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'I've Had No Income For Months': Pennsylvanians Still Can’t Get The Unemployment They're Owed

Katie Blackley
90.5 WESA
John Good, of Richland Township, stands at his current home on Wednesday, March 24, 2021.

After a year of record high unemployment caused by the COVID-19 pandemic, many laid off workers say it remains close to impossible to reach the Pennsylvania Department of Labor and Industry and problems with unemployment benefits remain unresolved.

John Good, of Richland Township, is owed months of benefits – more than $20,000.

“I borrowed off everybody I could borrow,” said Good, 48. “I don't know when work is going to come again, but I am broke and I've been broke, thank God for family and friends.”

He had to move in with family and almost lost his car.  

“I've had no income for months. Zero income. And this has been a complete and total nightmare.”

Good, who normally works as a union boilermaker, has called the Department of Labor and Industry so many times he’s lost count.

“There were days where I put three, 400 calls in. Just keep hitting the redial button,” he said.

The few times he’s made it through on the phone, the person who answered was unable to help him. He was promised calls back from supervisors, but never received them. 

Things have gotten so bad that laid-off workers and advocatesheld protests earlier this month in Pittsburgh and Philadelphia

“It's a doggone disaster. But the governor needs to mobilize all resources in the state to be able to fix this problem. And do it now,” said Barney Oursler of the Mon Valley Unemployed Committee, addressing the crowd in Pittsburgh.

Credit Katie Blackley / 90.5 WESA
90.5 WESA
A demonstrator holds a sign about unemployment compensation and the frustrating process many claimants have faced over the past year during a rally downtown on March 10, 2021.


On the same day as the protest, state officials pledged to hire up to 1,000 new workers to answer the phones and have them in place by June.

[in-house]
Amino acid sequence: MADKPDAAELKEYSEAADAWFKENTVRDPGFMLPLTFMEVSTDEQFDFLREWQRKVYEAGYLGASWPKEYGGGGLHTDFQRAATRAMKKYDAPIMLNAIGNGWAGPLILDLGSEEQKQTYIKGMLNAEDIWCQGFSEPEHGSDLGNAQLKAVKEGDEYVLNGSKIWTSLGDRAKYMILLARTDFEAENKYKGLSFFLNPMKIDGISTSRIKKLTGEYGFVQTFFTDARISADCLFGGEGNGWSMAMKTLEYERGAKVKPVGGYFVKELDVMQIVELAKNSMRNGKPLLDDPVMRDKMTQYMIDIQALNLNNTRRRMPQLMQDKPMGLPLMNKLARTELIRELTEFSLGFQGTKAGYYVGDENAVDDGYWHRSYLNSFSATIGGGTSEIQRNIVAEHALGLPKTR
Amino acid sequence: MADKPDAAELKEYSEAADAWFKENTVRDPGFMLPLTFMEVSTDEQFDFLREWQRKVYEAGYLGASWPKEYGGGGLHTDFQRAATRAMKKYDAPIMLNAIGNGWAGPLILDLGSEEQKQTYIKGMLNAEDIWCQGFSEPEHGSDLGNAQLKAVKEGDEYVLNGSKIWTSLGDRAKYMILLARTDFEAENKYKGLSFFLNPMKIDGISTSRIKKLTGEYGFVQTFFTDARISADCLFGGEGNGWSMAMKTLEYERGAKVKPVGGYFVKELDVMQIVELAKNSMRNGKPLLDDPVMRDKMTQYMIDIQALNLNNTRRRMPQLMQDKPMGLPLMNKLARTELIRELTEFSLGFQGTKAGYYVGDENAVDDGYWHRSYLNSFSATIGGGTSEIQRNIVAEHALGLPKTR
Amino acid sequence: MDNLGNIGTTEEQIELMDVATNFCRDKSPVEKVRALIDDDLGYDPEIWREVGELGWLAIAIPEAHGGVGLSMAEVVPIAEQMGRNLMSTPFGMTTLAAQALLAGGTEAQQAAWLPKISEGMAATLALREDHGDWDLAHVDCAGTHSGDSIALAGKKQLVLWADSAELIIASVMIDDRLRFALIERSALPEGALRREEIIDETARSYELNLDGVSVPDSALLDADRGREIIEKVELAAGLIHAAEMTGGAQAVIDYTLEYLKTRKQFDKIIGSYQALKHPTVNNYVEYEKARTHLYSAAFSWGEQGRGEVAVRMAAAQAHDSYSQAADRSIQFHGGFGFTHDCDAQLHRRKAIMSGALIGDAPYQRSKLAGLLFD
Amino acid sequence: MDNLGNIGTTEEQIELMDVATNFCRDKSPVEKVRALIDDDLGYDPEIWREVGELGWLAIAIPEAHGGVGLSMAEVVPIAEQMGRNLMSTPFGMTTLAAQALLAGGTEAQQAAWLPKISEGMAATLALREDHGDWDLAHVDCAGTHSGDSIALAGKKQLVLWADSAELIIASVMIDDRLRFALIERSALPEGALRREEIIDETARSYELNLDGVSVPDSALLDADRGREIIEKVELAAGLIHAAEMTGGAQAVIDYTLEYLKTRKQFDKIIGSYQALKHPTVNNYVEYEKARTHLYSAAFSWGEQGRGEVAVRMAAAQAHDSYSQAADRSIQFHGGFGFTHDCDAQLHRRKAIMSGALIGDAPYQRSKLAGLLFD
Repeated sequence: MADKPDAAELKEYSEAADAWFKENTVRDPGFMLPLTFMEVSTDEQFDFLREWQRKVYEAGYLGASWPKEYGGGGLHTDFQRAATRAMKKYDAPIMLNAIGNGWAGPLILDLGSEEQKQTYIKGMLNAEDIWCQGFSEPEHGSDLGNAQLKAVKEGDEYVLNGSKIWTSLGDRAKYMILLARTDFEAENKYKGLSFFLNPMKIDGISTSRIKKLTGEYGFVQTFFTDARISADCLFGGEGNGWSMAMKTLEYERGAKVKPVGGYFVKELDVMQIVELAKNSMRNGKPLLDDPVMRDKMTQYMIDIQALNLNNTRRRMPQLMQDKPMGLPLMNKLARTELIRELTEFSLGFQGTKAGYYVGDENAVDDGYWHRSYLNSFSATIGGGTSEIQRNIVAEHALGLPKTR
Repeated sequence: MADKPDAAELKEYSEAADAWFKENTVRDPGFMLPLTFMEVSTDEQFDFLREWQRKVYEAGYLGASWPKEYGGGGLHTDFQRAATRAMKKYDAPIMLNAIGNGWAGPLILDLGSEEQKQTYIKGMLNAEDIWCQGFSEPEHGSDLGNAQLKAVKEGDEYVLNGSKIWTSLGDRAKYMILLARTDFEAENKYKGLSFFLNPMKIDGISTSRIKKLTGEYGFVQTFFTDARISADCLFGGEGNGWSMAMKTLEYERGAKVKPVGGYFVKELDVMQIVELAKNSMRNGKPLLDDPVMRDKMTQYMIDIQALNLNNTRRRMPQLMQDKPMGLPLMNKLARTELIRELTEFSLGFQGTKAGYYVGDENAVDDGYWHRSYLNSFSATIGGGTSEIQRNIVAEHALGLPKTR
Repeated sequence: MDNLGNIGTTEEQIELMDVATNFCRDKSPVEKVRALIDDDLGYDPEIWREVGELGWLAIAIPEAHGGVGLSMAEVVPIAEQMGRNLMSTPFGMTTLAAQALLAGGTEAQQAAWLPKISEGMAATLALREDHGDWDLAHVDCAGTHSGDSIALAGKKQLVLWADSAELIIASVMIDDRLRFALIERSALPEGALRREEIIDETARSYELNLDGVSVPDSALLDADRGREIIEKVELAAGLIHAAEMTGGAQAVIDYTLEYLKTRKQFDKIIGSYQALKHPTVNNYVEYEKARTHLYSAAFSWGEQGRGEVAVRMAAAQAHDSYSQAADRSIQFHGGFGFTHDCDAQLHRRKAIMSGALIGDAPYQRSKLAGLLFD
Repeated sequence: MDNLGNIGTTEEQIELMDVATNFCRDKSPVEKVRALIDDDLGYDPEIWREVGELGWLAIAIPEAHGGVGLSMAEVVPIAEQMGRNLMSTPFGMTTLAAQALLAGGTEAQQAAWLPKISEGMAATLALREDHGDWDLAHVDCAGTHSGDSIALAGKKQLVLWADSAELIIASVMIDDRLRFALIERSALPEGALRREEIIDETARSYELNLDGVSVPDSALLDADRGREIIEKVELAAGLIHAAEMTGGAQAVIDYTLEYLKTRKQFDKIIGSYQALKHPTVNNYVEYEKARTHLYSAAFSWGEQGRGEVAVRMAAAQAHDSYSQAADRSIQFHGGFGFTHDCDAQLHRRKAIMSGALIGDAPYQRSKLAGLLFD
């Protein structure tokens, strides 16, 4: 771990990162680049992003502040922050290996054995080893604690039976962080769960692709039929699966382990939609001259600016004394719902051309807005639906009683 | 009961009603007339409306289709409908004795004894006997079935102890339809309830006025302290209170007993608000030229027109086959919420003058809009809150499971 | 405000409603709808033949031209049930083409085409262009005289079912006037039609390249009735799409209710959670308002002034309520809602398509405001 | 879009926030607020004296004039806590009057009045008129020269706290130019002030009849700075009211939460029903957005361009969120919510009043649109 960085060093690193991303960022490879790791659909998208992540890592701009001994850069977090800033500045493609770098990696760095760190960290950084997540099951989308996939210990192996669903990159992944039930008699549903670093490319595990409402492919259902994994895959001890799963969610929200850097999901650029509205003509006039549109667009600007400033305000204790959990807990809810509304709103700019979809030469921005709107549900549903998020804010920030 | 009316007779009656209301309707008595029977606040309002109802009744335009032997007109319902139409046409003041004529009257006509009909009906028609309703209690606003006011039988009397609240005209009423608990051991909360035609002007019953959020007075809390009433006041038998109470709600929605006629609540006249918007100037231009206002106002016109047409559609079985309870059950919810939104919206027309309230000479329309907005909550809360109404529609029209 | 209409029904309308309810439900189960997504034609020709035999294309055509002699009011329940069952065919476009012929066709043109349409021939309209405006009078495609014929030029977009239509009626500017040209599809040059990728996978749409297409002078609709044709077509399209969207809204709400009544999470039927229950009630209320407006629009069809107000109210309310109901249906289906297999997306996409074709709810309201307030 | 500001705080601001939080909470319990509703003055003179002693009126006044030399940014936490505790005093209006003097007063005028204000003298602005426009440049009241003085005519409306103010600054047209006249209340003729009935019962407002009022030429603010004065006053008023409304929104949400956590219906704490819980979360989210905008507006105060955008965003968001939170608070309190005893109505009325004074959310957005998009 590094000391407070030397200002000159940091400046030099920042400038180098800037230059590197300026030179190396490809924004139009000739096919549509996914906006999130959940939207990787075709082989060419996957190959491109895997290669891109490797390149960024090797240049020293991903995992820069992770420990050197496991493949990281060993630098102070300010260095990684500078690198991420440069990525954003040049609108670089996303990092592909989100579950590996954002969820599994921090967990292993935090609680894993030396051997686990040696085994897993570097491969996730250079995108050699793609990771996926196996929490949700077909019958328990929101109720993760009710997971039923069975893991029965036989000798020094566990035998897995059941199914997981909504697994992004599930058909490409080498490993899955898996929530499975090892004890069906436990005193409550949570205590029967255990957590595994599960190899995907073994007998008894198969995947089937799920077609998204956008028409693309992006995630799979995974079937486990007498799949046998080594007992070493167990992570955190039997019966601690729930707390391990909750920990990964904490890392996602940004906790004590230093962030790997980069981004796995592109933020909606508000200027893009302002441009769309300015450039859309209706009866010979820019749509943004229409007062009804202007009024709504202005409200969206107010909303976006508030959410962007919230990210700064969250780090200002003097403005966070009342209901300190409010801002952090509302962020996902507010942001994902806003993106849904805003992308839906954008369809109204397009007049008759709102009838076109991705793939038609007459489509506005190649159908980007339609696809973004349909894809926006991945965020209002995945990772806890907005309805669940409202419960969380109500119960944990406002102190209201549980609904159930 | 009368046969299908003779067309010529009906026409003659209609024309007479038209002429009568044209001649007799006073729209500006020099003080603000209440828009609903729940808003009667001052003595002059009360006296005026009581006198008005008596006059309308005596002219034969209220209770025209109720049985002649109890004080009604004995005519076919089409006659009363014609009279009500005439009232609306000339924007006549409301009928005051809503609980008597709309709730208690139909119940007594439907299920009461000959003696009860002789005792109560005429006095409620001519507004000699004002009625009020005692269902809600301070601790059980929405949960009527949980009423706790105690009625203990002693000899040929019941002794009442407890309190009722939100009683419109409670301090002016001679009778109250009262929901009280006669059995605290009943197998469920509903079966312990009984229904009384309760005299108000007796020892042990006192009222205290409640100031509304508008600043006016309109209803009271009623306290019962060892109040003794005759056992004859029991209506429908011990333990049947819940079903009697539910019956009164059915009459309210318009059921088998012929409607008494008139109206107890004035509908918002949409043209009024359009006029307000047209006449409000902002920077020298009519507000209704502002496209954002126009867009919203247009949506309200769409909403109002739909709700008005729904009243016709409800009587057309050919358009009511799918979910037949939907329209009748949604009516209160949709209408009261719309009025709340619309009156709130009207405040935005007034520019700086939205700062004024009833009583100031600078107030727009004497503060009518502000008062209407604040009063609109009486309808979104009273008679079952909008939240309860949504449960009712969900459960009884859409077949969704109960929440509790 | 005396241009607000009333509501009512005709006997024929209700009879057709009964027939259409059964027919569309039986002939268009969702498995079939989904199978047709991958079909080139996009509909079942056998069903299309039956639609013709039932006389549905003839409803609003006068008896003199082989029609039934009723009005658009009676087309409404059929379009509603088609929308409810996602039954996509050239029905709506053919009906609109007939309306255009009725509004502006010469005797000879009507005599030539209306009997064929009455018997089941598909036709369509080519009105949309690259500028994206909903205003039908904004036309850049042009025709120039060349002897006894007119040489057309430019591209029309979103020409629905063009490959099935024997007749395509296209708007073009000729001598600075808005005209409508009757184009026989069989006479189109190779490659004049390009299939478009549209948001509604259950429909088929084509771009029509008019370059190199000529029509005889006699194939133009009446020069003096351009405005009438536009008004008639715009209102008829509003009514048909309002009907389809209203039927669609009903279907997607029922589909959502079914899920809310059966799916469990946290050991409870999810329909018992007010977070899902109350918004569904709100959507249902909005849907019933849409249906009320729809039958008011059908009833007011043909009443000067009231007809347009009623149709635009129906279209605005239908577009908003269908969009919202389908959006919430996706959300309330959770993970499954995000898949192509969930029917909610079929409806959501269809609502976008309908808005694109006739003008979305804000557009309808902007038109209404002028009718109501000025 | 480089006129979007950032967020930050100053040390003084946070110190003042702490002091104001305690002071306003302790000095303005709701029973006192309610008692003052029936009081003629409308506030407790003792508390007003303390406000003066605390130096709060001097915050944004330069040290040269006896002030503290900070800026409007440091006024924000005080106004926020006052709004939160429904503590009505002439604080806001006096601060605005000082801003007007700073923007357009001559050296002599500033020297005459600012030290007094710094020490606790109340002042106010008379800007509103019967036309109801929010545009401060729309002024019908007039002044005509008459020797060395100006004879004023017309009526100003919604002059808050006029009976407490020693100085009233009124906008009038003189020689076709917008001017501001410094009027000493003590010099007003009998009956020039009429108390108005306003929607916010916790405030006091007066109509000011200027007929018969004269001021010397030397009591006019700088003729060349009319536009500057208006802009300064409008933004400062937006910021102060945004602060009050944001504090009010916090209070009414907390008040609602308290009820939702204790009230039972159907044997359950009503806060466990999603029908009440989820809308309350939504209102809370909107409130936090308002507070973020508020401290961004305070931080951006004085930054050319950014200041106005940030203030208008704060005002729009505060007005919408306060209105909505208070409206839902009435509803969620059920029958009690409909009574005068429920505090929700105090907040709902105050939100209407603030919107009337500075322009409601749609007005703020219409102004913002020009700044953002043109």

But many observers and advocates say Pennsylvania’s problems in this area run too deep for a quick fix – a combination of years of underfunding and staff cuts, a complicated unemployment system, and the bad timing of the pandemic striking prior to a major IT modernization that had been in the works for more than a decade.

Officials at the Department of Labor and Industry have said they have responded to a crisis that is unprecedented in its magnitude. They point to statistics such as having paid out more than $38 billion in benefits to unemployed Pennsylvanians, as well as the fact that the number of unemployment customer service staff have doubled to about 1,700 people as of mid-March. 

In the last year, the department has also stood up multiple new federal unemployment programs to provide pandemic relief, Acting Secretary Jennifer Berrier testified last month.

But it’s more than just the volume of out-of-work Pennsylvanians that slows the system down. Eligibility determinations are complex.

“Different laws dictate what steps must be taken to determine the eligibility of workers in various industries,” Shawn Domenico, an unemployment compensation claims examiner based in Allegheny County, testified last month at a state House committee hearing. “Claims from workers who may have been called back to work for a week and then been furloughed again require different steps to process than a worker who has simply been furloughed once. Employers may dispute claims and are entitled to their due process. Simply put, our ability to determine eligibility is usually the biggest driver of delays in getting payments out to people.”

More than 41,000 cases are pending resolution, according to Sarah DeSantis, spokeswoman for the state Department of Labor and Industry. 

“These are claims that cannot be processed automatically by the system because they are more complex and require manual staff review,” she said, adding that this only represents about two percent of cases. 

Department officials say the average hold time for callers was 43 minutes last week. But advocates say that’s only if someone manages to break through the constant busy signal.

Good is hopeful that he’ll be able to find work again within a few weeks, but he’s worried if the problem stretches on much longer, he will lose his phone or his car. 

“Those are the most important things for me to go back to work, I got to get the phone calls. I have to have a vehicle ... and I'm just hoping it doesn't get that bad. I'm hoping this gets resolved way before that happens.”

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Kate Giammarise focuses her reporting on poverty, social services and affordable housing. Before joining WESA, she covered those topics for the Pittsburgh Post-Gazette for nearly five years; prior to that, she spent several years in the paper’s Harrisburg bureau covering the legislature, governor and state government. She can be reached at or 412-697-2953.